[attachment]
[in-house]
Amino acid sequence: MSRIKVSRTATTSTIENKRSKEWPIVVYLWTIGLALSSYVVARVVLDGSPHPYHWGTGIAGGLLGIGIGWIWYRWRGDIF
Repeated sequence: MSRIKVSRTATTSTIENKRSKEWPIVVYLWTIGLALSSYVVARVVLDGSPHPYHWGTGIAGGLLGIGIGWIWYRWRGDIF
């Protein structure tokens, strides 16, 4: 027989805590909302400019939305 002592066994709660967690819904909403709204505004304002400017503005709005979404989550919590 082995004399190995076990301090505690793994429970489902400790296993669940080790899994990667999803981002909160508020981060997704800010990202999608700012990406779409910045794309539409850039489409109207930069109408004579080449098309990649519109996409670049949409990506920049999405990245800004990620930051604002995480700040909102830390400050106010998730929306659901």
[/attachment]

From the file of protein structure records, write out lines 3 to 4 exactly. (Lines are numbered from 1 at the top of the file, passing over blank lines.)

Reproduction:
Repeated sequence: MSRIKVSRTATTSTIENKRSKEWPIVVYLWTIGLALSSYVVARVVLDGSPHPYHWGTGIAGGLLGIGIGWIWYRWRGDIF
């Protein structure tokens, strides 16, 4: 027989805590909302400019939305 002592066994709660967690819904909403709204505004304002400017503005709005979404989550919590 082995004399190995076990301090505690793994429970489902400790296993669940080790899994990667999803981002909160508020981060997704800010990202999608700012990406779409910045794309539409850039489409109207930069109408004579080449098309990649519109996409670049949409990506920049999405990245800004990620930051604002995480700040909102830390400050106010998730929306659901």